Brad and Stephanie Hunter own Caramel Kitchen. As business partners with UGM, they're helping single moms get back to work to support their families.
Through partnerships with businesses and the community in general, UGM helps men and women find jobs, jobs that allow them to support themselves, contribute to society and, as much as possible, tap into their gifts and passions. Residents begin to see that work is less about just getting by and more about making a meaningful contribution.
I saw this quote on a reader board near the Mission recently, “The best social program is a productive job for anyone who’s willing to work.” Read more >
As a volunteer job coach at UGM, Randy recognizes the importance of building confidence and preparing men to re-enter the workforce... Read More >
Rather than outward conformity to a new set of behaviors, UGM LIFE Recovery is about transformation from the inside out. From building healthy relationships to dealing with unwanted thoughts and feelings to finding meaningful employment, recovery that lasts addresses the whole person.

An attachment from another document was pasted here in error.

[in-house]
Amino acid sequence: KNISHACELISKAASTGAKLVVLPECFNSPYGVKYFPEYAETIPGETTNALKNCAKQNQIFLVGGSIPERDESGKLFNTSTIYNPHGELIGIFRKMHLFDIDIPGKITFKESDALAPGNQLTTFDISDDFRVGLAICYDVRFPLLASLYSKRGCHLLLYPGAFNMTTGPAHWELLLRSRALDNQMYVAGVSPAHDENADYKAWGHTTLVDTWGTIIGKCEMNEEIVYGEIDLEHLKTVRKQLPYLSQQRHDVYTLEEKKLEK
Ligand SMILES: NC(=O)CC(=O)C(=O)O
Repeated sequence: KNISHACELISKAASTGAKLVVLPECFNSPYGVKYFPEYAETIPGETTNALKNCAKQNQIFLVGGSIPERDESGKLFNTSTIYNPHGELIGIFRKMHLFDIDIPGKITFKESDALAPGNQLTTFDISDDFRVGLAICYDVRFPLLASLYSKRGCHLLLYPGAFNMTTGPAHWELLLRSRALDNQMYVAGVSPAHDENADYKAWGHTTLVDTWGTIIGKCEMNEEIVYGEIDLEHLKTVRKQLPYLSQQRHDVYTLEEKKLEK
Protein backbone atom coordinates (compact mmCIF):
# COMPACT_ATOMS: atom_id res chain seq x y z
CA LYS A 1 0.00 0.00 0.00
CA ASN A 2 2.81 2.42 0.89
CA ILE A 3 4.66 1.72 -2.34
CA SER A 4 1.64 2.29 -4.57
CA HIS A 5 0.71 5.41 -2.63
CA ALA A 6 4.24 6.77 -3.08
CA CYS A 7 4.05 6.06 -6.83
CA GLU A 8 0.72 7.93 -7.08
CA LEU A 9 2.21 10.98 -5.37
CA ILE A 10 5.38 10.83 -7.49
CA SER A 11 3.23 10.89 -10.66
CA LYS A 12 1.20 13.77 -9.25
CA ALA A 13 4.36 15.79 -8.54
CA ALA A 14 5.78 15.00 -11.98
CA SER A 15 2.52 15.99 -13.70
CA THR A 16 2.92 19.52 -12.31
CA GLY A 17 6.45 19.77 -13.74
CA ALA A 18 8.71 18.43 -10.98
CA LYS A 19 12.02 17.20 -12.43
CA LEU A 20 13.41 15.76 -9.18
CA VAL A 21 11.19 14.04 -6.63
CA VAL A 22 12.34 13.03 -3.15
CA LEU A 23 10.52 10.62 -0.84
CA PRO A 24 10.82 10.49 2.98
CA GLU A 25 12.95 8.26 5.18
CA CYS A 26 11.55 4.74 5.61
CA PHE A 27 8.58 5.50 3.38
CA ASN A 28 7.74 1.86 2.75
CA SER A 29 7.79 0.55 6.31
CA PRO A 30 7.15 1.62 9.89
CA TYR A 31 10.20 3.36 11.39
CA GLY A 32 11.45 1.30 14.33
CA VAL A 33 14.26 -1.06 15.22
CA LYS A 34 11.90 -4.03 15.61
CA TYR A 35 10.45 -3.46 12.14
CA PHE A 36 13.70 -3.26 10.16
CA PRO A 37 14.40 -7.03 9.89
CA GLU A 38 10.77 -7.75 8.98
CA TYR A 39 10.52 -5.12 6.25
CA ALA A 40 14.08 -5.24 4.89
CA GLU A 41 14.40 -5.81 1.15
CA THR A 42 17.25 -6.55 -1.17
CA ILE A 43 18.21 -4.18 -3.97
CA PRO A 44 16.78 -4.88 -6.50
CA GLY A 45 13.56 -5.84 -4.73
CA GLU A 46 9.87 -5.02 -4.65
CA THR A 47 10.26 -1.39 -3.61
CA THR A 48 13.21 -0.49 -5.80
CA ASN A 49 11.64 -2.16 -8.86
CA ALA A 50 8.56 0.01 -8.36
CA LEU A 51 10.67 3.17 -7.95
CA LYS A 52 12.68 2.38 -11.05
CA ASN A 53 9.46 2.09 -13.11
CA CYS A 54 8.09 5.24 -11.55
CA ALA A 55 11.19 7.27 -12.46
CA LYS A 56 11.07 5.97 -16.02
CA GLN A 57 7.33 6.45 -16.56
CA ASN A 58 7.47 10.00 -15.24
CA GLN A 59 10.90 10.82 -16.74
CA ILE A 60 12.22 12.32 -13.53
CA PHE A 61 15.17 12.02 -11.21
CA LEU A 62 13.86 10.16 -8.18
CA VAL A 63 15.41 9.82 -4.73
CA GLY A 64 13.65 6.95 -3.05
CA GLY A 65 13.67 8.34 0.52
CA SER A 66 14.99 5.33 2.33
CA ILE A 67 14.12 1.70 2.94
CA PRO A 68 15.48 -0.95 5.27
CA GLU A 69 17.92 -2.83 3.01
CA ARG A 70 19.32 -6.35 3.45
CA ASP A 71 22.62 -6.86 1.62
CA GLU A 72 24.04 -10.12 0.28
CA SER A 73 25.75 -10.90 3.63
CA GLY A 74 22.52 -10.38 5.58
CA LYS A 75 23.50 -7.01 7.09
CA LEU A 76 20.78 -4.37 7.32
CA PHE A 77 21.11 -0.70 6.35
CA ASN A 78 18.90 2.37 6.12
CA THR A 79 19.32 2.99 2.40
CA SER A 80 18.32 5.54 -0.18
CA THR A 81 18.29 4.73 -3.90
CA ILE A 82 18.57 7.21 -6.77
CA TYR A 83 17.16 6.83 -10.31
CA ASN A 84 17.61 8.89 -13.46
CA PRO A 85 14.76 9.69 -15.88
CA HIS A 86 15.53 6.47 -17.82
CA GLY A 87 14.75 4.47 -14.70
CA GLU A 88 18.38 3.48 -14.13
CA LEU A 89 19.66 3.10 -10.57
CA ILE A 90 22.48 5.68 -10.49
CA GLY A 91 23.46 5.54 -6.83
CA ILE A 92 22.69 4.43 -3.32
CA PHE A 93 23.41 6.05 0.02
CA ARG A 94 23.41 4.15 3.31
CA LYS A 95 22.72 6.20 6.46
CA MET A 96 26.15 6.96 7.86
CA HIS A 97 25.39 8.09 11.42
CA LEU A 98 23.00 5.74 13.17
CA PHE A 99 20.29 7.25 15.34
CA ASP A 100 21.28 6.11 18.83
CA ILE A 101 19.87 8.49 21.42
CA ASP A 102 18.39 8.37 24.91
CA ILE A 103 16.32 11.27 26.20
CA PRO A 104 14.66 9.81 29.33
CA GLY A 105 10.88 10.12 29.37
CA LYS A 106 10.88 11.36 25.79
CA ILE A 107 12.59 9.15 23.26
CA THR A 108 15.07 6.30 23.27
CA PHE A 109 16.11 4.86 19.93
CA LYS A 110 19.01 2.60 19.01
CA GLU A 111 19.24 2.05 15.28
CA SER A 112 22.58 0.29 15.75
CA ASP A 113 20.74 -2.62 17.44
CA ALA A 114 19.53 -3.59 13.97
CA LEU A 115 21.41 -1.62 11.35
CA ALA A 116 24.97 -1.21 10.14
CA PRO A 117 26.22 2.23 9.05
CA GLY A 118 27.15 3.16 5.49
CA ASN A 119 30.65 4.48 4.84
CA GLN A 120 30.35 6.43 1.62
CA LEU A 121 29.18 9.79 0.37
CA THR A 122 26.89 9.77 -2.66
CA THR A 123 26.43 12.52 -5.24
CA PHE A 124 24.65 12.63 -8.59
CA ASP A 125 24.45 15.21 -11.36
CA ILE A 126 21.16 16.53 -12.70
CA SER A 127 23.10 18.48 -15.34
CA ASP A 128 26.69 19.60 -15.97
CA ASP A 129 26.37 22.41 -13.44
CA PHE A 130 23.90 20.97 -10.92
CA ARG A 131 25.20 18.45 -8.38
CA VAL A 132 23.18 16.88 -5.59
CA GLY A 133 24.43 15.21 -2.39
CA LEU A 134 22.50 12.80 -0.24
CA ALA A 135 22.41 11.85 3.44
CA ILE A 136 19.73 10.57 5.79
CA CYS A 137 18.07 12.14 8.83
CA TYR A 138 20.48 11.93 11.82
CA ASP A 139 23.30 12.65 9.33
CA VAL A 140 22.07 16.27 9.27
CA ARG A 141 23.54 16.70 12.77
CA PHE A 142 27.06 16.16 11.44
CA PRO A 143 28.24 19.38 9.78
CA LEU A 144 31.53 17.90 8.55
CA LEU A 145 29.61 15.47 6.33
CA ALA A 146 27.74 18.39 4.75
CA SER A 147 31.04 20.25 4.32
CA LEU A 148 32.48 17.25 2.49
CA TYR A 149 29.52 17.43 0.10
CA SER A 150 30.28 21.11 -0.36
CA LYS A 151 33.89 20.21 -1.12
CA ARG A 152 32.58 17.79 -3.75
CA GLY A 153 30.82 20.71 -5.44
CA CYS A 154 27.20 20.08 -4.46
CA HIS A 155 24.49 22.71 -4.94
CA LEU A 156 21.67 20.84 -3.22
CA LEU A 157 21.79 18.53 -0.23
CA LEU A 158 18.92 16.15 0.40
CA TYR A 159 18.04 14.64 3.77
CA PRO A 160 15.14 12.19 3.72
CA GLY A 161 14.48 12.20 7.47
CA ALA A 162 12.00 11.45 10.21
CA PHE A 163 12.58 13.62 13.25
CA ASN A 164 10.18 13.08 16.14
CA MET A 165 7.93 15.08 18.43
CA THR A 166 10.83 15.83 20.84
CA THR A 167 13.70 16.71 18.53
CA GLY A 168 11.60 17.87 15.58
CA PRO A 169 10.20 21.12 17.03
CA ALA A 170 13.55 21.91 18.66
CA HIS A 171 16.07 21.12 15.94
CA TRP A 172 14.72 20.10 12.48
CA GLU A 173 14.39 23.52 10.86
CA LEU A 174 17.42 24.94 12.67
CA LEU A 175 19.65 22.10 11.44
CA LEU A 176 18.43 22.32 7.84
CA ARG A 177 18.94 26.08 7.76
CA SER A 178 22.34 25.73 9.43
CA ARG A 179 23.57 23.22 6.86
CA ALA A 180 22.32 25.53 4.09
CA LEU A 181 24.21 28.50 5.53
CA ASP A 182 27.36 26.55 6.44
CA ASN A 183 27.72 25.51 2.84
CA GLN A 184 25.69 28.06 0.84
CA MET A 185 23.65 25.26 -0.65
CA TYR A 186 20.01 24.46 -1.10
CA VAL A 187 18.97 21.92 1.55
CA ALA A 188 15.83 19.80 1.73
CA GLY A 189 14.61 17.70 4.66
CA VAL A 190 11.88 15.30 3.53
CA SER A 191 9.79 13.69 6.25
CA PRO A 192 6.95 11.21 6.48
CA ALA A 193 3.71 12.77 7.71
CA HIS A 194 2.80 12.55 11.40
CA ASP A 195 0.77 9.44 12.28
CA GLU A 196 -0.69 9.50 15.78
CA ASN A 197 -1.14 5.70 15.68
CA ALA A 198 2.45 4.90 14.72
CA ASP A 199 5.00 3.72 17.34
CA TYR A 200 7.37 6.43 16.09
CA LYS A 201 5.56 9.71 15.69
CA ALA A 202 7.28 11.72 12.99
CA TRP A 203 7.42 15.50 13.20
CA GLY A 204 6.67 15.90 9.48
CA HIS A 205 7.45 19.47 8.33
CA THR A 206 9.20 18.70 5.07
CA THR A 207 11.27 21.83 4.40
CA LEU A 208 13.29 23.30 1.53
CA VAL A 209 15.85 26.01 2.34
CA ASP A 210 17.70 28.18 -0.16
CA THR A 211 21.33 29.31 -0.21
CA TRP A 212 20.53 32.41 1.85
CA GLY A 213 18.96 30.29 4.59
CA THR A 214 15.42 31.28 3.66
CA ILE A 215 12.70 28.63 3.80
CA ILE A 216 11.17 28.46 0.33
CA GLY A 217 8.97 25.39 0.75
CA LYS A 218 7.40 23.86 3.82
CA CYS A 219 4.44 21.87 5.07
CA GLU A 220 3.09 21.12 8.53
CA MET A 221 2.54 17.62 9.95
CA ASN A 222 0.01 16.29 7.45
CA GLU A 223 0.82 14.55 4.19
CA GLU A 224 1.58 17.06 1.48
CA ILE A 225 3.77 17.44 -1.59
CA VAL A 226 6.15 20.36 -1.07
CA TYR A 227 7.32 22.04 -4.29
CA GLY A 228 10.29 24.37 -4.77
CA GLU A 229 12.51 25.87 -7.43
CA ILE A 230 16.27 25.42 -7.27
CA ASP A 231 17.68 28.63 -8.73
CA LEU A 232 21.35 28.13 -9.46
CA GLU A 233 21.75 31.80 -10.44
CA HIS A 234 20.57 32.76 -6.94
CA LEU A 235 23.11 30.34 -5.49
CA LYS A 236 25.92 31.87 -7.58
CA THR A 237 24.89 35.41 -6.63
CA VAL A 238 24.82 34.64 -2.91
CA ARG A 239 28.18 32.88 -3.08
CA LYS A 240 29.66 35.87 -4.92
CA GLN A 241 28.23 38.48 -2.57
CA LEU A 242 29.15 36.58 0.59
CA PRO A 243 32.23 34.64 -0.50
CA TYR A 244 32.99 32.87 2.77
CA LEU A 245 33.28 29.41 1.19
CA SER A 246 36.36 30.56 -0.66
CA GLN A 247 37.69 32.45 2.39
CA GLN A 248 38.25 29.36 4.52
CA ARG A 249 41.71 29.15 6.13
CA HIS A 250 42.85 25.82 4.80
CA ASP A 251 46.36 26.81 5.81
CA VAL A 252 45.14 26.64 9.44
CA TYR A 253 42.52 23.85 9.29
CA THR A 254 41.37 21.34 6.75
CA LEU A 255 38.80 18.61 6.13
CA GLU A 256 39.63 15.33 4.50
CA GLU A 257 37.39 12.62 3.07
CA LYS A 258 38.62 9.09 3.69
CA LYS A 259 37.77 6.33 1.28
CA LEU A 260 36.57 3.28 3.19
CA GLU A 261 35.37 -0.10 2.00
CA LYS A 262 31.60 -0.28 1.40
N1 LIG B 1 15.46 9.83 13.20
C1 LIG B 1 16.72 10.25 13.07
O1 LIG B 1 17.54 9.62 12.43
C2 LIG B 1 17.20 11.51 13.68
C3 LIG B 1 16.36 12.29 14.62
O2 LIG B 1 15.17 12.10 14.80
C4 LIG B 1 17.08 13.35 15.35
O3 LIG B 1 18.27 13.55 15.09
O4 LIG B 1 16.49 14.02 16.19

The four men and women featured here want more than sobriety. They recognize the importance of addressing recovery in every area of their lives and plan to continue doing just that.
“I was in a constant cycle of me, me, me, and that’s all it consisted of. I didn’t care who I hurt, who I stole from in order to get high.”
Tim O’Neil had two priorities – himself and his addiction.
He used drugs to deal with feelings of shame; shame from believing he was never enough and, ironically, shame from his addiction.
“I was on the streets, lost in a lot of shame and guilt, lost in my addiction and didn’t know another way to deal with it other than run and use more drugs.”
The shame from his addiction kept him from connecting with his family. Disconnecting from loved ones only resulted in more shame and in turn, “I used drugs to cover up that pain.” Tim was caught in a downward spiral.
He isolated himself, using a tough façade to mask his shame. “I used to do all kinds of horrible stuff to people. I didn’t care about anyone’s feelings.”
Trace spent 15 years intermittently homeless, fluctuating from employed to unemployed, living on the streets or in an RV without heat, running water or electricity. “A box on wheels.” The thing he longed for most? A shower.
Poor work history. Felony record. Long periods of unemployment. Addiction issues. Lack of education. No transportation. No appropriate work attire. No teeth.
There’s a good kind of tired. That kind where you’ve put in a full day of hard, physical work. You got dirty. You sweat . . . Read More >
Omega Pacific, and Rockwood Retirement Communities are changing lives. Learn how they've partnered with UGM to make a difference >